The problem with blood donation very often does not lie in the lack of donors but in the lack of compatible blood. For a transfusion to be successful, the blood of the donor and the recipient must be compatible. The differentiations are established on the basis of particular sugar molecules on the surface of the red blood cells and if a person receives non-compatible blood special blood antigens are set in motion causing the immune system to eliminate it.
However, type O blood lacks these antigens and is therefore considered as “universal” because it can also be donated to patients with blood groups A, B and AB. It is in fact quite important in cases of first aid, that is in those cases in which it is not possible to use compatible blood but it is necessary to perform an emergency transfusion. Blood group O is, however, much rarer than the others.
Now, a new research group has tried to transform type A blood into universal blood by removing its own antigens using enzymes present in particular bacteria living in the human intestine.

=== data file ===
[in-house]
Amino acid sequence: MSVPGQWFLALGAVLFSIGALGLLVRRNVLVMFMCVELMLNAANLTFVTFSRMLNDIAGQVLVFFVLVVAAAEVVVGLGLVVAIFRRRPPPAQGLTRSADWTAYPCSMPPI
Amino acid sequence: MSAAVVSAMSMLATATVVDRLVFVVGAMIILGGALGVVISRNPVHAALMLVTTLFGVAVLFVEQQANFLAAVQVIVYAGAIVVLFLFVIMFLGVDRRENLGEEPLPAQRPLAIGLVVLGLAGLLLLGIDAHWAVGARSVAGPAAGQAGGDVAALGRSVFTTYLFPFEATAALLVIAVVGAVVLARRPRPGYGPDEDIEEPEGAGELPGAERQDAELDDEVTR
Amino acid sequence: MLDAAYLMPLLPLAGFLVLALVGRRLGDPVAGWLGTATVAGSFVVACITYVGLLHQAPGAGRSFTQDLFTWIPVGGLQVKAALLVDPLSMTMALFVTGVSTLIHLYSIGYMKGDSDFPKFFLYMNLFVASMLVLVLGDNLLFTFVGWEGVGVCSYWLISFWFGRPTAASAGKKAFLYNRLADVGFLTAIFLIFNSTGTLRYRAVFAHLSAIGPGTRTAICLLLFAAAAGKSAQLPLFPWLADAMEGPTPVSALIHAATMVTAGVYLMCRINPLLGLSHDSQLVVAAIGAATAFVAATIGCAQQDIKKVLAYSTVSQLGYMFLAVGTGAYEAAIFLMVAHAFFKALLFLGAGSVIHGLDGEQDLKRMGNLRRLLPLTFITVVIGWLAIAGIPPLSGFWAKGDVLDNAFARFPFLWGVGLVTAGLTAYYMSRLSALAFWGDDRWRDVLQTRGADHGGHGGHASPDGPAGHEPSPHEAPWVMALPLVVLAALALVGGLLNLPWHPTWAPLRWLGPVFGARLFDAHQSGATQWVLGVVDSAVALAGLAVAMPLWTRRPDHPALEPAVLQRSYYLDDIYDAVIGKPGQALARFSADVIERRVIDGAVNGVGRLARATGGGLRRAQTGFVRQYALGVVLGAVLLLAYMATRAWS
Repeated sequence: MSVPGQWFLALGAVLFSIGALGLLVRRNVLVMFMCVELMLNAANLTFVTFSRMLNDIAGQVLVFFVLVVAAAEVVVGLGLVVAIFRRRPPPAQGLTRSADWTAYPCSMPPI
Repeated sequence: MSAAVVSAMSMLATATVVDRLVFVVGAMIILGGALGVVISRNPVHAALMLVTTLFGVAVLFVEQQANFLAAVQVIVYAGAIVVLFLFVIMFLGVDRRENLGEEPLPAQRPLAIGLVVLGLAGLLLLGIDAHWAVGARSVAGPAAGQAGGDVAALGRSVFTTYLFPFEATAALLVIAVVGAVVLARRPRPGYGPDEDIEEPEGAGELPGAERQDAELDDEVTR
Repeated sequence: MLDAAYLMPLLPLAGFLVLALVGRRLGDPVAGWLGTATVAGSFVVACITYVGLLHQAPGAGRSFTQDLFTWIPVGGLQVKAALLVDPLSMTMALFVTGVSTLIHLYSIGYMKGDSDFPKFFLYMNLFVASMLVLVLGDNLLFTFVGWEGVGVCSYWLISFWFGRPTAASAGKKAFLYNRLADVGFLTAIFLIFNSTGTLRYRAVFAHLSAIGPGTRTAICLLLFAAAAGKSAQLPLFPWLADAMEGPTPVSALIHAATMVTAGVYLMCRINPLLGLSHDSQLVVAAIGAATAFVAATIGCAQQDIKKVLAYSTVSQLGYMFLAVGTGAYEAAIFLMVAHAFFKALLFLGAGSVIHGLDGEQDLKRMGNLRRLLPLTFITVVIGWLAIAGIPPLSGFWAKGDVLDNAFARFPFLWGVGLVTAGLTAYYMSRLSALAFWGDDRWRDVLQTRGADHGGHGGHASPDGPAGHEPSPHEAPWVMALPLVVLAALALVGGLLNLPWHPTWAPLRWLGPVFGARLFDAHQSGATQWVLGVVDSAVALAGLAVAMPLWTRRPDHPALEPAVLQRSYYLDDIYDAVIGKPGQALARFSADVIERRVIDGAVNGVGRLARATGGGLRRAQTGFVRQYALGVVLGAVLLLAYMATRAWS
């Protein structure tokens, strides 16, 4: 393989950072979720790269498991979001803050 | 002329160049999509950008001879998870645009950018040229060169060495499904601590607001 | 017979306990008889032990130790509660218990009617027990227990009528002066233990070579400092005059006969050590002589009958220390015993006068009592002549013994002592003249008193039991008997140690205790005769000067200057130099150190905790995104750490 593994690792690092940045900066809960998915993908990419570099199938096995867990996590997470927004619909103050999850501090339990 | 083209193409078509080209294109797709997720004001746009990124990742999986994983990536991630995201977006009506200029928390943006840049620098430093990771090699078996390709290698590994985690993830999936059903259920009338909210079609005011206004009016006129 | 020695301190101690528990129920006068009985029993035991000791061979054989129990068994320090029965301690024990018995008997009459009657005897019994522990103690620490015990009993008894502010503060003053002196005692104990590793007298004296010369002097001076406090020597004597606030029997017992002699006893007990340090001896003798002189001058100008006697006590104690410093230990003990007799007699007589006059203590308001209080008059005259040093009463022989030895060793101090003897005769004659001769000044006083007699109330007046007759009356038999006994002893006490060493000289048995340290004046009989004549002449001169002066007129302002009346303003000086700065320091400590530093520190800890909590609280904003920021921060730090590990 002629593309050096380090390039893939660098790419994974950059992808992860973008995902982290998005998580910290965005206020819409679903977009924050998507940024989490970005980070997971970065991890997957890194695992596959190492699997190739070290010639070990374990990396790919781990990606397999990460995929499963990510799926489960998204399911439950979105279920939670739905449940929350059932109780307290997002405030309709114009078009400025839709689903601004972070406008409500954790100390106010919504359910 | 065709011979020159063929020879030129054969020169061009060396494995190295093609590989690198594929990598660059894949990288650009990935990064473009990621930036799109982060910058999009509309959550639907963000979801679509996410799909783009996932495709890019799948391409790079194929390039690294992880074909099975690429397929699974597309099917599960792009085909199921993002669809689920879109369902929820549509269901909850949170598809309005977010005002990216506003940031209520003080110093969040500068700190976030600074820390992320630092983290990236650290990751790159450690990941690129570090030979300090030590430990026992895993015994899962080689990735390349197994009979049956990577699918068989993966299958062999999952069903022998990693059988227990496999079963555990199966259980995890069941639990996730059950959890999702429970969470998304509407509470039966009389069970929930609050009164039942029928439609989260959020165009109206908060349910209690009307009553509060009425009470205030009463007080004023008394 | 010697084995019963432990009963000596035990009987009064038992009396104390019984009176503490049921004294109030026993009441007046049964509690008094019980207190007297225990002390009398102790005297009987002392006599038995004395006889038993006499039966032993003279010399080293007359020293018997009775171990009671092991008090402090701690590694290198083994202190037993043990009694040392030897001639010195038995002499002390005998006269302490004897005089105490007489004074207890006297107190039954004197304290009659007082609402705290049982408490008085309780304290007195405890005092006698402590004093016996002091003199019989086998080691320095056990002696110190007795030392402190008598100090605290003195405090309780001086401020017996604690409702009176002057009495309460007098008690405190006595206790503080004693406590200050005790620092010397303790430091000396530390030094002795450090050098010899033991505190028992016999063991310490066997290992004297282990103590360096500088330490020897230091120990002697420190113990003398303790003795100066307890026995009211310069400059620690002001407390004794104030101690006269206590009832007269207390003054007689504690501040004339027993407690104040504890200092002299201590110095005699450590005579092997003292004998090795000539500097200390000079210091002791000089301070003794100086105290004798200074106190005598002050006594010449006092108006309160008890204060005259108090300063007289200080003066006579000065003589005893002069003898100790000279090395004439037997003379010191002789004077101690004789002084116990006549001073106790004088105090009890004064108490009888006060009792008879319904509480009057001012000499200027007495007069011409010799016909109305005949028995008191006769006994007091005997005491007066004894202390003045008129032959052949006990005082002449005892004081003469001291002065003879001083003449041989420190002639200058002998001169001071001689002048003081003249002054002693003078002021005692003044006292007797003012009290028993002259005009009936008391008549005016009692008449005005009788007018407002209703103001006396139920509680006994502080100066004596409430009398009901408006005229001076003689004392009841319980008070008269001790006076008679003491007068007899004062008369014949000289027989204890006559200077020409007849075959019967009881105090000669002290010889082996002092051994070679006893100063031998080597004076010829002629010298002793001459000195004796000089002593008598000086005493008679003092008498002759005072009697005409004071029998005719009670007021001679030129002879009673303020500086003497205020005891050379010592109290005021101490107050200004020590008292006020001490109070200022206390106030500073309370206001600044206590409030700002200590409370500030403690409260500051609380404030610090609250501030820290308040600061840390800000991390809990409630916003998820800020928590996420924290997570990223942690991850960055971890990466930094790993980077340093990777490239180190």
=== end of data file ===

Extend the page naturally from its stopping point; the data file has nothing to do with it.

These bacteria usually attach themselves to the internal walls of the intestine to feed on mucinae, particular substances coated with sugars and proteins. These sugars are very similar to those that differentiate blood groups.
Based on this knowledge, the research group of the University of British Columbia (UBC) in Vancouver, Canada, has cut pieces of DNA of the intestinal bacterium in question, the Flavonifractor plautii, performing laboratory tests to understand the feasibility of induced removal of these sugars.
The researchers were successful: the enzymes of the bacteria also performed their work in human blood. These results are very promising in relation to the possibility of creating universal blood from major blood groups, although much more work and research is needed to safely remove all antigens.
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